Face Challenges Confidently

489 Fleet Oil & Gas, Ltd v. EOG Res., Inc.

Wednesday, September 2nd, 2015

Richard F. Brown

 
The following is not a legal opinion.  You should consult your attorney if the case may be of significance to you.
 
Fleet Oil & Gas, Ltd. v. EOG Resources, Inc.,  held that the attorney’s fee provision under a 1989 MFOA attached as an exhibit to a participation agreement did not govern disputes under the participation agreement. Fleet Oil & Gas, Ltd. (“Fleet”) and EOG Resources, Inc. (“EOG”) entered into a Lease Acquisition and Participation Agreement (“Agreement”) with an attached AAPL 1989 Model Form Operating Agreement (“JOA”).  Fleet and EOG both held leases in the proposed Contract Area.  Under the Agreement, Fleet sold all of its leases to EOG in exchange for cash, a drilling commitment, and a 25% carried interest under the JOA.   If EOG failed to timely commence, Fleet’s carried interest escalated to 30%.   A dispute arose over whether EOG timely commenced (“Diligence Issue”).  A second dispute arose over whether EOG could deduct from Fleet’s revenues lease burdens other than royalty (“Working Interest Issue”).   The case was tried with Fleet as plaintiff, and Fleet lost on the Diligence Issue, won on the Working Interest Issue, and recovered approximately $265,000 in damages.  The trial court awarded EOG $333,400 in attorney’s fees and denied Fleet’s claim for attorney’s fees.   The issue on appeal was entitlement to attorney’s fees.
 
EOG’s pleadings at trial included a claim for declaratory relief on the Diligence Issue and for attorney’s fees “[p]ursuant to Chapters 37 and 38 of the Texas Civil Practice and Remedies Code and/or other applicable law . . . .”   EOG was successful in defending against Fleet’s breach of contract claim and EOG did obtain a declaratory judgment that it was diligent, which was worth $2,000,000 to EOG.   However, the court reversed and rendered on EOG’s attorney’s fees.   EOG could not recover under Chapter 37 (UDJA), because a declaratory judgment must do more than merely duplicate the issues litigated on a breach of contract claim.  Moreover, it is “intended as a means of determining the parties’ rights when a controversy has arisen but before a wrong has been committed.”   EOG could not recover under Chapter 38 (Contracts), because “Chapter 38 does not provide for the recovery of attorney’s fees by a party who only defends against a plaintiff’s . . . contract claim and presents no contract claim of its own.”   EOG recovered no damages or other equitable relief.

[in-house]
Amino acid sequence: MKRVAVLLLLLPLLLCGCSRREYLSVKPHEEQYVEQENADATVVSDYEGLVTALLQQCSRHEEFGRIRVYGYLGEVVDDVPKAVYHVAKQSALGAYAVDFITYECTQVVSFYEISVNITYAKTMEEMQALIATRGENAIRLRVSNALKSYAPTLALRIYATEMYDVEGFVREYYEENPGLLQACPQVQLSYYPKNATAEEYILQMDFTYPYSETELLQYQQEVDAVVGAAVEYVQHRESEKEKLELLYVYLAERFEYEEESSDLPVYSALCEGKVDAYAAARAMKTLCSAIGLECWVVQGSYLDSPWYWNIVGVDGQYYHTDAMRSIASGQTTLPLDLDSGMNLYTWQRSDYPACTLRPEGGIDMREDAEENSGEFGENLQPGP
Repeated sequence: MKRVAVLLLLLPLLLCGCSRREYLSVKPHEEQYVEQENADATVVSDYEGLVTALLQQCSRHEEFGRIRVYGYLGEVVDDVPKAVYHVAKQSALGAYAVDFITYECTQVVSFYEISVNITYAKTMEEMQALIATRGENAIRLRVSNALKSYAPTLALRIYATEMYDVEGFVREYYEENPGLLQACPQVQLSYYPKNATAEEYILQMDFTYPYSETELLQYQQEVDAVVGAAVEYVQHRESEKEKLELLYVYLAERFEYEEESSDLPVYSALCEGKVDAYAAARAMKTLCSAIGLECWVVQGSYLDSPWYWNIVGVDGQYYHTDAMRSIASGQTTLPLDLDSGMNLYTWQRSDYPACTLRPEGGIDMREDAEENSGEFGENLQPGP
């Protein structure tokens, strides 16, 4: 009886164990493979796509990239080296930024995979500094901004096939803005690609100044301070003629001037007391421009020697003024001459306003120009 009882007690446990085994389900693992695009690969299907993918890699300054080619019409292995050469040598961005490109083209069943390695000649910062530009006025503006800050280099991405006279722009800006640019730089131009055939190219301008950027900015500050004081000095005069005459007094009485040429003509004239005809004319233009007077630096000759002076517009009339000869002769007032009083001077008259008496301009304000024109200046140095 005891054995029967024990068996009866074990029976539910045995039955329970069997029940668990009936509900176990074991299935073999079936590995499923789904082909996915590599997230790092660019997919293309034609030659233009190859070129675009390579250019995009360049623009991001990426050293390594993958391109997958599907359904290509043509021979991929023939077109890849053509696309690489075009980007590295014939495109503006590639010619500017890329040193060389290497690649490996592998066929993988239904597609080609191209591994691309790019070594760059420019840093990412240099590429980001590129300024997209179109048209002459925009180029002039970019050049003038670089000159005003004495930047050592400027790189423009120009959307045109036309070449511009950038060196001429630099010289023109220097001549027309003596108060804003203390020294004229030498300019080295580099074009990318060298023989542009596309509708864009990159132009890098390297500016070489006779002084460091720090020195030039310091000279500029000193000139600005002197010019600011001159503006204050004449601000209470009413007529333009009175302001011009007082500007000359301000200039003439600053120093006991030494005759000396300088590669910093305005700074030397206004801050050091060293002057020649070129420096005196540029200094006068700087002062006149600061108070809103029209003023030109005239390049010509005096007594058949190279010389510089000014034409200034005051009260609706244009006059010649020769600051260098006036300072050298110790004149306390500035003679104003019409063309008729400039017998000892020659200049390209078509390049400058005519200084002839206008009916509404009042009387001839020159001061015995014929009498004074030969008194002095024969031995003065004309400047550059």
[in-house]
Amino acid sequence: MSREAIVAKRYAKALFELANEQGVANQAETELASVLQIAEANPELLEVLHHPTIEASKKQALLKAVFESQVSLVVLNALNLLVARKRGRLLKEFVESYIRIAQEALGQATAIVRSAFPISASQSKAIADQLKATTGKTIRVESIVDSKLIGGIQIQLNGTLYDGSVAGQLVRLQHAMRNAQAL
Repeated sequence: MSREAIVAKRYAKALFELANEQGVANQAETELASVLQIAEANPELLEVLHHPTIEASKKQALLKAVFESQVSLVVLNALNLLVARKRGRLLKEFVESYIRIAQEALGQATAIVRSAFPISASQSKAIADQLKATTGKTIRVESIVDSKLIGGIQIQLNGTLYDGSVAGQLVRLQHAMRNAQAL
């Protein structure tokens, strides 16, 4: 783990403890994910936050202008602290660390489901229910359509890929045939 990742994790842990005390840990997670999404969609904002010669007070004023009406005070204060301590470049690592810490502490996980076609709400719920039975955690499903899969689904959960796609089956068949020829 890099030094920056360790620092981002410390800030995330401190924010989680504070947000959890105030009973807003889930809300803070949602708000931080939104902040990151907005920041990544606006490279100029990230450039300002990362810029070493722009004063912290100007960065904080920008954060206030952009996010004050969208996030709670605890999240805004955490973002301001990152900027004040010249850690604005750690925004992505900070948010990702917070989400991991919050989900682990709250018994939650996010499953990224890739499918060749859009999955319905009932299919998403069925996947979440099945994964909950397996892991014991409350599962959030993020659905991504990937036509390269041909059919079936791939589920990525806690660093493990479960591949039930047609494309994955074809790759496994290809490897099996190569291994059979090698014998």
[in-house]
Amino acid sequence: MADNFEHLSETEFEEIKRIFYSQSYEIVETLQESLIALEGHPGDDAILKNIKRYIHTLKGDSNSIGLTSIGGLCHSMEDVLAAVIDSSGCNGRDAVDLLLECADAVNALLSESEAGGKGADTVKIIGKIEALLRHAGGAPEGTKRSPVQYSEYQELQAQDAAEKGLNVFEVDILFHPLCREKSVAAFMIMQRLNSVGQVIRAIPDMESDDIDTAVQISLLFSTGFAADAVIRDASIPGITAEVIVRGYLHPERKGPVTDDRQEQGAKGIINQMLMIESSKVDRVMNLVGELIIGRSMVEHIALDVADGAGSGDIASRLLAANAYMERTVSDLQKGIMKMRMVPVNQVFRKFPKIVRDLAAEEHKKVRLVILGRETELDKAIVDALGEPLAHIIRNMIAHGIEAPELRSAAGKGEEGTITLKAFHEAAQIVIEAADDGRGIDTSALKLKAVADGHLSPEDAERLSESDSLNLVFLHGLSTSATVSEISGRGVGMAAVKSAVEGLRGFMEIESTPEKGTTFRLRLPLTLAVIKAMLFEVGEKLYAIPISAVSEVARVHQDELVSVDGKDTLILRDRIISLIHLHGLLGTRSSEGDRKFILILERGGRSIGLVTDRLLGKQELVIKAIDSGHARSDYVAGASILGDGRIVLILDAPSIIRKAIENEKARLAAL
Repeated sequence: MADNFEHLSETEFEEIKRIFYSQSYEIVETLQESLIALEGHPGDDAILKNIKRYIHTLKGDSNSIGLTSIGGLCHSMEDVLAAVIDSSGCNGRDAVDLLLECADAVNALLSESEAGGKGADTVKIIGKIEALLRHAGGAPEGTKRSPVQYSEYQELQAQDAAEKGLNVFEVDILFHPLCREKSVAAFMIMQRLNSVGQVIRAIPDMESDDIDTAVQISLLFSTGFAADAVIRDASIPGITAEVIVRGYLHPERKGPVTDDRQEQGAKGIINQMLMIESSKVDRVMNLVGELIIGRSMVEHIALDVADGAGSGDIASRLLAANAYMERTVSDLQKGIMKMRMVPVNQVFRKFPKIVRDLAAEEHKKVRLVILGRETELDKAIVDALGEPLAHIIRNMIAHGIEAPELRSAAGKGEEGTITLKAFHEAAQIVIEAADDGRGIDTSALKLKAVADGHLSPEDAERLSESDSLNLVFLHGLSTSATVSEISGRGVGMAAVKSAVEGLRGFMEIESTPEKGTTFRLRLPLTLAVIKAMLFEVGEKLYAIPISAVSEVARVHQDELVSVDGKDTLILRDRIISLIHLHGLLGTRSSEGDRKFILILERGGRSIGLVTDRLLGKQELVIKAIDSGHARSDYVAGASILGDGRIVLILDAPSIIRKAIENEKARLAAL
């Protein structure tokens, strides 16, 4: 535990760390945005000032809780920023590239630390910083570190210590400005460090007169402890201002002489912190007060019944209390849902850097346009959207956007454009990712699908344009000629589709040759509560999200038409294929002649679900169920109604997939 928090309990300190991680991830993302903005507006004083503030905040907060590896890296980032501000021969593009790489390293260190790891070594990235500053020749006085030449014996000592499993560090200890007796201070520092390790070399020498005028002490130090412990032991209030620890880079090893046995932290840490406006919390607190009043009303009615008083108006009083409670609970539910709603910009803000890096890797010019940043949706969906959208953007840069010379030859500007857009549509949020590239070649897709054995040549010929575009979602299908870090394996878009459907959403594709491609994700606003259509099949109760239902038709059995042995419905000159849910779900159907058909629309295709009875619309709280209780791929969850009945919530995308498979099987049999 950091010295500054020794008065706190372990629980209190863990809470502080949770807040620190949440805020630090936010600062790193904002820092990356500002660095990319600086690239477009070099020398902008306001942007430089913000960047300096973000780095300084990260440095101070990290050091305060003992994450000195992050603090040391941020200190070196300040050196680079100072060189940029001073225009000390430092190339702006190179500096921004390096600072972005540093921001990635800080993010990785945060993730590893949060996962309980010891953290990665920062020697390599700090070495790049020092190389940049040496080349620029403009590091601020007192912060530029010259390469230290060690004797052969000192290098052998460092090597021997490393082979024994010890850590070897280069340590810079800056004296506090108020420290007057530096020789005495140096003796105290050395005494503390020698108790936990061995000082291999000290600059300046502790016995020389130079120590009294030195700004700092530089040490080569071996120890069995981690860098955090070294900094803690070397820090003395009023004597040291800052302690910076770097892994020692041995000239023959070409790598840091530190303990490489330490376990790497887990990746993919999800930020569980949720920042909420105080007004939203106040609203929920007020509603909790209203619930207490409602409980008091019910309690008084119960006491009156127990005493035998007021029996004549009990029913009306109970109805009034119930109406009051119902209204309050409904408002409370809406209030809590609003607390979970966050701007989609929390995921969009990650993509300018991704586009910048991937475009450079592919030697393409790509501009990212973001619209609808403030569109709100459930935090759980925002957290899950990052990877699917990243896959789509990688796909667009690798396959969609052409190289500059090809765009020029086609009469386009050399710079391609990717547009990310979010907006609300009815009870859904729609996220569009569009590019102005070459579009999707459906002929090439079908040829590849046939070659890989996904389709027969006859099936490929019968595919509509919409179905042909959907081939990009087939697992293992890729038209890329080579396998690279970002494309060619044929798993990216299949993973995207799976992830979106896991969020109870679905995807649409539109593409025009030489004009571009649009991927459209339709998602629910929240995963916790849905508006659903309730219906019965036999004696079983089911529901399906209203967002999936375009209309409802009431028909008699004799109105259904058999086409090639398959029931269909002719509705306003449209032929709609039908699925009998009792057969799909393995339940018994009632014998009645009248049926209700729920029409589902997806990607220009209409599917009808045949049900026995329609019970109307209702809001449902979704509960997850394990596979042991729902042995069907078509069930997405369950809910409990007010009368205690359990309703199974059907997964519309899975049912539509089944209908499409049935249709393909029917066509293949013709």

The AAPL 1989 Model Form Operating Agreement that was the basis for the JOA clearly provides in Article VII that if “any party is required to bring legal proceedings to enforce any obligation of a party hereunder, the prevailing party in such action shall be entitled to recover . . . a reasonable attorney’s fee . . . .”   The court refused to award attorney’s fees under this provision to EOG because EOG failed to plead for a contractual recovery.  EOG’s pleadings were limited to Chapters 37 and 38 and “other applicable law.”  The court held that the JOA contractual provision was not applicable law.   Moreover, EOG’s pleadings referenced the Agreement, but never mentioned the JOA.  Finally, the court concluded that the JOA provision applied only to disputes “hereunder” (i.e., the JOA), but this dispute was under the Agreement.
 
The court reversed and remanded on the denial of Fleet’s attorney’s fees.  Fleet was entitled to attorney’s fees under Chapter 38 for breach of contract on the Working Interest Issue.
 
The significance of the case is the holding that the attorney’s fee provision in the 1989 form JOA is only applicable to disputes arising under that agreement, and absent some additional language, it will not be read into any of the many industry contracts to which the JOA is commonly attached as an exhibit.